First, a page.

The ‘Lost Opportunity’ Behind Ukrainian Sundance Doc ‘Iron Butterflies,’ About the Russian Downing of Malaysian Airlines Flight MH17
When he began working on his sophomore documentary feature, “Iron Butterflies,” in 2019, Ukrainian filmmaker Roman Liubyi said he was “making the film as a warning, before the Third World War.”
The film, which world premiered at Sundance, follows the Russian disinformation campaign surrounding the downing of Malaysian Airlines flight MH17 in Ukraine in 2014, a tragedy that was determined by a Dutch court in Nov. 2022 to have been caused by a missile supplied by the Russian military to separatists in Eastern Ukraine.
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Many Ukrainians thought the tragic event, which killed 289 civilian passengers and crew, would serve as a wake-up call to Europe and the U.S., which had largely turned a blind eye to Russia’s meddling in the region, said the director. But the years dragged on and the long-running conflict in Donbas retreated from the headlines — until an increasingly emboldened Vladimir Putin launched a full-scale assault on Ukraine last year.
In the wake of that invasion, “there was no point of a warning — it was already happening,” Liubyi said. “Now it’s a story about lost opportunity. I hope that it can change something in the future.”
“Iron Butterflies” plays this week at the Thessaloniki Documentary Film Festival, following its European premiere in Berlin. Sherry Media Group recently acquired all rights for Canada and is planning a theatrical release.
The film uses open-source footage of Russian TV news segments, audio intercepts and social media posts to explore how the Russian propaganda machine quickly tried to steer the narrative in the wake of the tragic crash, laying bare the absurdity of the version of events being pushed by the Kremlin within hours of the tragedy.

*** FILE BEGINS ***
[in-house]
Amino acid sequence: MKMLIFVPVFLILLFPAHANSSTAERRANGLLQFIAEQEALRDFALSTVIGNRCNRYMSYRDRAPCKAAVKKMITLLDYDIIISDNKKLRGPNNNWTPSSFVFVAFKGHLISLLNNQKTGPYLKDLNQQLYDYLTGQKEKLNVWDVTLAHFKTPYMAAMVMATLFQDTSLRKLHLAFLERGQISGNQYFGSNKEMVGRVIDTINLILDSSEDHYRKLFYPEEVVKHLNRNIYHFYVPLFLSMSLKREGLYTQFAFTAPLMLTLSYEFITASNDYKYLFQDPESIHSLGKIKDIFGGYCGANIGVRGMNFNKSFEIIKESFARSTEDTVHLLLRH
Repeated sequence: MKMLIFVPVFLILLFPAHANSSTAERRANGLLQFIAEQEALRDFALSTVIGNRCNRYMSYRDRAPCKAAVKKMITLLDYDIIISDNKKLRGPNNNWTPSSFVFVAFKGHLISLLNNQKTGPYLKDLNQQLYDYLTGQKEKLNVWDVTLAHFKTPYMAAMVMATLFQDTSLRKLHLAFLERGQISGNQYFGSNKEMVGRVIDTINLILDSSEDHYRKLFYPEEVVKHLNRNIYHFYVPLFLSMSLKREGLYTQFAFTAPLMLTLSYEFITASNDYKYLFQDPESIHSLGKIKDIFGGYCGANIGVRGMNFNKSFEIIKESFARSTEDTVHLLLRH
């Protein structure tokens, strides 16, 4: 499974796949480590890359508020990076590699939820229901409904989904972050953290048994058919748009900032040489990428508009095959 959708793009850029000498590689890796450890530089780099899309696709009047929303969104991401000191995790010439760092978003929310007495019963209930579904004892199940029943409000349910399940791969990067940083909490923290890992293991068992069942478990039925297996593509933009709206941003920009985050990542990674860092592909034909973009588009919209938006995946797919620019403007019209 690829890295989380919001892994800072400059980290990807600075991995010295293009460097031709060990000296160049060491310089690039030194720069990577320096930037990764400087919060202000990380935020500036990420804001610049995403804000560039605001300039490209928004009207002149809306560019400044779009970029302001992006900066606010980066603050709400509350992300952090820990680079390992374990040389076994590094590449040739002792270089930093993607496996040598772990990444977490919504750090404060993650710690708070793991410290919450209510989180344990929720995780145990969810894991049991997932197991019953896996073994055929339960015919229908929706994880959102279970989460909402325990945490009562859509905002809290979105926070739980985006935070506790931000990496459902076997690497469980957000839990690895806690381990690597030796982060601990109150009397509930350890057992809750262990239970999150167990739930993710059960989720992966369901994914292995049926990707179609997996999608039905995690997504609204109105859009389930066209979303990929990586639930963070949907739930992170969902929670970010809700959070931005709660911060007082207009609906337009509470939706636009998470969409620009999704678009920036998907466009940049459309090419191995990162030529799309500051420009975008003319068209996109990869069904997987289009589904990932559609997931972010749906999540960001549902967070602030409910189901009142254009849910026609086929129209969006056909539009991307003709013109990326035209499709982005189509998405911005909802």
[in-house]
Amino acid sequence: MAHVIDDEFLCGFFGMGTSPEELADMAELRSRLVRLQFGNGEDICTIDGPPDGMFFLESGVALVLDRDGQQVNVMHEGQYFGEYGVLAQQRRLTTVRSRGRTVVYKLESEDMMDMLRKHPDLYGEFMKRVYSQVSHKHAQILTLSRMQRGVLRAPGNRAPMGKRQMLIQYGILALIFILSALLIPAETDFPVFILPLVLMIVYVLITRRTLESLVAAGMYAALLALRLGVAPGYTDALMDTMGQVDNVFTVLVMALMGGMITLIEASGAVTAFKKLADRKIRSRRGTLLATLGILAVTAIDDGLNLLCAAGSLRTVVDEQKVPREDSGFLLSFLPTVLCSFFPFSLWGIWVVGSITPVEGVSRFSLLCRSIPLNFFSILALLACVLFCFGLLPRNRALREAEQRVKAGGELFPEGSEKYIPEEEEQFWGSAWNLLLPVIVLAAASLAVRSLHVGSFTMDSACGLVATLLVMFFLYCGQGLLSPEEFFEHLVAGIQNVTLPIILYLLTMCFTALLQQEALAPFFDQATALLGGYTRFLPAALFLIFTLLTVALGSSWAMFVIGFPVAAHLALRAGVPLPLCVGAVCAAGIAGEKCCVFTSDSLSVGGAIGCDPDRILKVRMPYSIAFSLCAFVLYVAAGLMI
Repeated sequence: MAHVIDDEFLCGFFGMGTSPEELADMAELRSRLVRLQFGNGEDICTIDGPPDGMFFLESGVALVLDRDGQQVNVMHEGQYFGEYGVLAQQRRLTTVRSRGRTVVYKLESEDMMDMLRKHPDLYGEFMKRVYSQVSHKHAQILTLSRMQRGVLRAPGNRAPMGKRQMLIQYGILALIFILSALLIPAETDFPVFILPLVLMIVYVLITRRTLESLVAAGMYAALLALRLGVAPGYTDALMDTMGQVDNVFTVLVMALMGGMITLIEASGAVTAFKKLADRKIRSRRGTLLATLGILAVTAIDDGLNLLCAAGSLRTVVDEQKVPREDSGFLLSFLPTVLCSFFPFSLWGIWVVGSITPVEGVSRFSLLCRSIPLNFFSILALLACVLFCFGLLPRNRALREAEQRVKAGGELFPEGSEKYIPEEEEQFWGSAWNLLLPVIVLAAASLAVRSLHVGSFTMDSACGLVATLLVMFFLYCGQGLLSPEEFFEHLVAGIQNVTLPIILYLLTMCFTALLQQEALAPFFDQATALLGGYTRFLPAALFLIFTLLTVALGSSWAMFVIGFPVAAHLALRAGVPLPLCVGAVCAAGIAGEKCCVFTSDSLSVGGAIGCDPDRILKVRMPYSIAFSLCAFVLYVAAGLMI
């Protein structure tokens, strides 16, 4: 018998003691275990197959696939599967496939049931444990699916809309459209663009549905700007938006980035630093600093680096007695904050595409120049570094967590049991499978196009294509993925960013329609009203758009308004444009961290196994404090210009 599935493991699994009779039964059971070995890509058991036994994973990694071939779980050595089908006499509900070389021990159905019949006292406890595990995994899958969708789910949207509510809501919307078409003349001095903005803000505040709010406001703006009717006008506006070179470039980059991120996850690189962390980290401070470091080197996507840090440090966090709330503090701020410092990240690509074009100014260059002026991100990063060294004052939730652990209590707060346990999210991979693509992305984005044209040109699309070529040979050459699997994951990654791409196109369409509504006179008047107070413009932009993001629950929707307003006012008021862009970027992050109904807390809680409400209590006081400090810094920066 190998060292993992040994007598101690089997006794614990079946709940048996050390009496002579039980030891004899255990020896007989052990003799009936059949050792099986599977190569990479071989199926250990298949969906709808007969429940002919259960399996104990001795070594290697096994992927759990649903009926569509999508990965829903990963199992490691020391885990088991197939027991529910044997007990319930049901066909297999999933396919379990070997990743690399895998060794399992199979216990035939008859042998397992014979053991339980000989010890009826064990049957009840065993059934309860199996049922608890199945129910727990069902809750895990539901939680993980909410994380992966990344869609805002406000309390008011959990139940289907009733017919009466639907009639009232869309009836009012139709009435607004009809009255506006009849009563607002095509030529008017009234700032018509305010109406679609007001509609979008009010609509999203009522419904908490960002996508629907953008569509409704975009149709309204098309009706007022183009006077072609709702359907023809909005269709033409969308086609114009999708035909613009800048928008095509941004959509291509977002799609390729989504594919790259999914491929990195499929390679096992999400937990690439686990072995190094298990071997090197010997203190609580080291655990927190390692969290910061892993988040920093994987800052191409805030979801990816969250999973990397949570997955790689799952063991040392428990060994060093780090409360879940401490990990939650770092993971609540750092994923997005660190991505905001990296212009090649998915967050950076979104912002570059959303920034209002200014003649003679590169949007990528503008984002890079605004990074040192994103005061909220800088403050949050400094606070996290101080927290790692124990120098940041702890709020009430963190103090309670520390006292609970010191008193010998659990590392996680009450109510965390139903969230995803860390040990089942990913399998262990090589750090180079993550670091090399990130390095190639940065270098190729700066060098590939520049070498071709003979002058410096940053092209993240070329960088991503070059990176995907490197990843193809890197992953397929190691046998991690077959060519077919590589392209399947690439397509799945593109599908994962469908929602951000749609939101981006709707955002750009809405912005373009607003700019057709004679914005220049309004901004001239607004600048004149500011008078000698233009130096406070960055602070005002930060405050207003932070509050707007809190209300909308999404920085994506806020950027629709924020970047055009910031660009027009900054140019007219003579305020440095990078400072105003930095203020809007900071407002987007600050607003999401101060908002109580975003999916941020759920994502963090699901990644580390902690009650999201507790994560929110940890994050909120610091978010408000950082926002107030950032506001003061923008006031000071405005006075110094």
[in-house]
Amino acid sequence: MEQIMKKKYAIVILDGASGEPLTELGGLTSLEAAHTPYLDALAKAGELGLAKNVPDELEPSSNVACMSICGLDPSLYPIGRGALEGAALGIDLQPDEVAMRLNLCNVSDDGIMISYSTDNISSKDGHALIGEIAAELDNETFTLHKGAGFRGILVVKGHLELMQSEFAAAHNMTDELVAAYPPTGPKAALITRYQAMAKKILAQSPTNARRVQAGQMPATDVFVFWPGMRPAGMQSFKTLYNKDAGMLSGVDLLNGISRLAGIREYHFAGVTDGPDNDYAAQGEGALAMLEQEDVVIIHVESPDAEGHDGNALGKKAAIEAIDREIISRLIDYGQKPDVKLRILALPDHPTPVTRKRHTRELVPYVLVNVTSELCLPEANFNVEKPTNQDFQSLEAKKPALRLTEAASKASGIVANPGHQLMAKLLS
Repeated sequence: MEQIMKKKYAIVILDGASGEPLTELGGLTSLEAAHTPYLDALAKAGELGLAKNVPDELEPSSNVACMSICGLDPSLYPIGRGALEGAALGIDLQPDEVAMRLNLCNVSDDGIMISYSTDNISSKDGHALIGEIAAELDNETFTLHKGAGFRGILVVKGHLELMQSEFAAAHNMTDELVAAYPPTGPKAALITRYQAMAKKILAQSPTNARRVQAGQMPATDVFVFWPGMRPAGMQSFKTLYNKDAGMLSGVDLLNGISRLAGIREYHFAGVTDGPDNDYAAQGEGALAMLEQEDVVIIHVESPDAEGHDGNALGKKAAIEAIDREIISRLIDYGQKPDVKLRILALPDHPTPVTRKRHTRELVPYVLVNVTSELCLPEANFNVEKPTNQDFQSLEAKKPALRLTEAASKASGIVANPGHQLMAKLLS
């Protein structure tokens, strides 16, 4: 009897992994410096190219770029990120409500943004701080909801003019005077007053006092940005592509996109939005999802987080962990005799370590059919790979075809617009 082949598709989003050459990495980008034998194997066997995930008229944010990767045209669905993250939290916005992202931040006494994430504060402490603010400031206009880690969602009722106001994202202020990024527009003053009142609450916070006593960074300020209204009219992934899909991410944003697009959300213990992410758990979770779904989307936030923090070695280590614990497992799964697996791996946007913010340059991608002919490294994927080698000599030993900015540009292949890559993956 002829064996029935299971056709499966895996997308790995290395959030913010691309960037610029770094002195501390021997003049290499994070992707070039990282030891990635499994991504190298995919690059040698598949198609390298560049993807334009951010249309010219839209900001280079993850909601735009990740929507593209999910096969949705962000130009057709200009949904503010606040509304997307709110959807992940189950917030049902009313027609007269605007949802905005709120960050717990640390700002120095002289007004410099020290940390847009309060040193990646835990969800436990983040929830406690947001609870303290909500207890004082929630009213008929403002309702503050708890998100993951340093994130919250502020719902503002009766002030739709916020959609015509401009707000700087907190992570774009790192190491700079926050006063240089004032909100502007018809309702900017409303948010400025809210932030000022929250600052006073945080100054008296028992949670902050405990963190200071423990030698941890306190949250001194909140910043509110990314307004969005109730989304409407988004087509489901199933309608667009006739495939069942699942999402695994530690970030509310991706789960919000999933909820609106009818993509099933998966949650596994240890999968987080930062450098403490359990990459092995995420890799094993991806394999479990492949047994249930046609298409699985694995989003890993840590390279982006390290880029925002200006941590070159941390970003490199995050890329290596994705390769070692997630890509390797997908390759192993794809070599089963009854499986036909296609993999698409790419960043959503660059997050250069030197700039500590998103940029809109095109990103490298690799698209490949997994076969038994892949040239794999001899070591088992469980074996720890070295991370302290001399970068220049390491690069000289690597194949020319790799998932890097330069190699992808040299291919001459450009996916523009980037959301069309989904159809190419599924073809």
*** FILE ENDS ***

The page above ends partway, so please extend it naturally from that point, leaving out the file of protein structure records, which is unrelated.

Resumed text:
In one scene, a Russian news crew interviews a psychic who has her own theory about what caused the Boeing jet to crash. In another, a news anchor performs an abrupt about-face, offering a straight-faced contradiction of claims she made on air earlier the same day.
“As Ukrainians, we know a lot about Russian propaganda. We dealt with hybrid war and [Russia’s] media war for years,” said Liubyi, explaining how the Putin playbook is to create “a vulgar flood of disinformation and random facts,” to the point that “reality becomes questionable.”
“You can’t be sure of anything,” he said. “This is what they’re doing with their people, but I think it’s a danger for the whole world.”
Liubyi’s first feature, “War Note,” captured life for Ukrainian soldiers on the frontline of the fighting in Donbas, stitching together the videos they’d shot on their smartphones, cameras and GoPros.
Both films were produced by the Ukrainian film collective Babylon 13, which was created following the mass demonstrations in Kyiv’s Maidan Square that ousted the pro-Russian, authoritarian president Viktor Yanukovych in the winter of 2014.
“Iron Butterflies” is being repped internationally by Berlin-based documentary specialist Rise and Shine. CEO Stefan Kloos, who brokered the deal with Sherry Media Group, said the movie had “found a distributor in Canada who is 100% dedicated to the film and convinced of the power it unfolds on the screen.”
Sherry Media Group CEO Jim Sherry added: “‘Iron Butterflies’ is a remarkable film. Roman Liubyi’s documentary is powerful, authentic and an extraordinary achievement in investigative filmmaking.”
For his next feature, Liubyi is planning a feature-length, family animation based on the book “Unholy Power,” which was written in the early-20th century and inspired by Ukrainian folklore. The film will utilize a range of animation techniques, including stop-motion and puppetry, to tell the story of mysterious powers who intervene on Earth to help the hapless human beings who can’t stop getting into trouble.
It’s a project partly inspired by the director’s experiences since the start of the war, as he’s watched children huddled inside Kyiv bomb shelters with few forms of entertainment to pass the time.
“I really hope that soon, we will make stories that are not only about war,” Liubyi said. “[‘Iron Butterflies’] is my second feature, and it’s again about war, and I have so many other things to say.”
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